The road ahead will be even more turbulent for mortgage debt says David Hall


David Hall CEO Irish Mortgage Holders Organisation
David Hall, CEO Irish Mortgage Holders Organisation

By Lorna O’Neill

IT is seven years since the crash first turned thousands of Irish people’s lives upside-down but today as he announces free bankruptcy advice one of the men who has hit out against public debt – said “the road ahead will be even more turbulent.”

David Hall, CEO of the Irish Mortgage Holders Organisation, told Ireland Today he was offering a free bankruptcy advice service – where some charge up to  €1500-€7000 – to help those in need as many still struggle with financial burden affecting their future, their families’ future, and their health.

There are 33,000 family homes in arrears of more than two years, with 17,000 legal proceedings before the court.

For David, those in long-term debt have been “abandoned,” by the state – which should have been there to look after its citizens ahead of bondholders.

The Government paid off €3.5 billion of its International Monetary Fund (IMF) debt earlier this year, bringing total repayments to €12.5 billion.

A further €5.5 billion was to be paid off shortly afterwards.

The largest sum of individual debt David has handled has been €70 million and his company estimates it has handled a staggering €1 billion of debt resolutions.

Yet, according to David, there is no let up.

Those in long term debt have been abandoned.  Mental health is a major concern and early next year we will publish current research we are conducting with people in debt.

“We are dealing with every profession in the state.  I advise people to seek independent advice early from a trusted source and not a commercial firm that is trying to sell you a solution.”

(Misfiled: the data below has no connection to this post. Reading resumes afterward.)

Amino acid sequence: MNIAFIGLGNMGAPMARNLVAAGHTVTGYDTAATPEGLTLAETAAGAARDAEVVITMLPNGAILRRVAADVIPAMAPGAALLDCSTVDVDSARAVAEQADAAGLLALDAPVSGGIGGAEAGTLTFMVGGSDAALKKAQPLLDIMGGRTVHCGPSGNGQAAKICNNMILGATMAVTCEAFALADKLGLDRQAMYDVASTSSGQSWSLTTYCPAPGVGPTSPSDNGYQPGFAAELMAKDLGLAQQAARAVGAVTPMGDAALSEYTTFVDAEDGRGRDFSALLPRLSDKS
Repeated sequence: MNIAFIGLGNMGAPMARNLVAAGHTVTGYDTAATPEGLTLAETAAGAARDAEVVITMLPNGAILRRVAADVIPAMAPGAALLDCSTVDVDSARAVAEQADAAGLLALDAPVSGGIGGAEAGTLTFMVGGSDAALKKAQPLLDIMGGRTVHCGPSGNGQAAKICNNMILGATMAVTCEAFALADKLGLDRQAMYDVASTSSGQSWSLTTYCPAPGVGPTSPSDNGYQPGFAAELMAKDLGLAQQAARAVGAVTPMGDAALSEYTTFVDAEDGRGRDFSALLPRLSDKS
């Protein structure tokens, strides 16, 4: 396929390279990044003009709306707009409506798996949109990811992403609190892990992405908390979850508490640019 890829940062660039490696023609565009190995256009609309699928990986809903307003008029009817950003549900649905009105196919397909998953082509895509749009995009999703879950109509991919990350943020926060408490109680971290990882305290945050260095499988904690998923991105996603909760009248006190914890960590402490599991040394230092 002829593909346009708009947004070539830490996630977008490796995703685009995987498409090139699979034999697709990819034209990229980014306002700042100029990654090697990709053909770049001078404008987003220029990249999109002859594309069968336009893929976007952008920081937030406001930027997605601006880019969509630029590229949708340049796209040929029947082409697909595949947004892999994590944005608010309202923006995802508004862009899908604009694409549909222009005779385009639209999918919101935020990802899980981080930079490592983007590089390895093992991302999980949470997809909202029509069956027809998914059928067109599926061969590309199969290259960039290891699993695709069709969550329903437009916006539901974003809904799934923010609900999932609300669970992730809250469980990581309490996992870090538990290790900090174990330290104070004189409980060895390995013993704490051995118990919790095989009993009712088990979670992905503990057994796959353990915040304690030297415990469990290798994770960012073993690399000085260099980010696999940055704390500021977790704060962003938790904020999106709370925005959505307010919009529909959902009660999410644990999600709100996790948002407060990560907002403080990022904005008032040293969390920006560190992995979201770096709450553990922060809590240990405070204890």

Though his fees are free currently, court charges to go through bankruptcy are €270. Though this is a small fee to attempt to rid an individual of debt, David states.

The only improvement ahead the mortgage debt boss feels is the current passing of legislation to bring about one year bankruptcy cases.

“This is expected to be passed by next week and it is the most positive step which was championed by many of us over the past five years but recently the Labour Party,” David said.

The Bankruptcy bill was brought by Labour TD Willie Penrose to cut the three-year rule to one year.

Currently people who exit bankruptcy are often subject to income payments orders for a period of up to five years afterwards, meaning that if their income rises above an agreed amount, creditors will get some of the benefit.

The plans will also aim to cease so called ‘bankruptcy tourism’ under which many Irish people have gone abroad, particularly to the UK, and been declared bankrupt there.

The new legislation would bring Ireland in line with the UK.

In the last two years, statistics from the Central Bank show mortgage arrears have declined.
However, despite an appearance that matters are improving, long term arrears were still increasing.
Recent figures show the first decline in long term arrears but one in eight mortgage accounts on residential homes – 92,291 mortgages – are in arrears.
This statistic fell by 6 per cent over the last three months, but it is significant of a major problem.Mortgages in arrears for more than 720 days – the category  seen as the most difficult to solve – represent just over 40 per cent of all accounts in arrears, according to the Central Bank data

This equates to more than 37,000 households living mortgage debt.

According to the Central Bank figures, around 121,000 mortgage accounts were termed as restructured at the end of September.

But more than 13 per cent of these were failing to meet the terms of their current restructure arrangement.

A faster bankruptcy resolution could provide assistance to many of these desperate families.
But there still does not seem to be an answer to the increasing housing crisis.
The number of homeless families has rose by 76 per cent since the start of the year.
Just over 400 families were homeless at the start of the year and by August that figure had risen to just over 700, a 76 per cent rise in just eight months.


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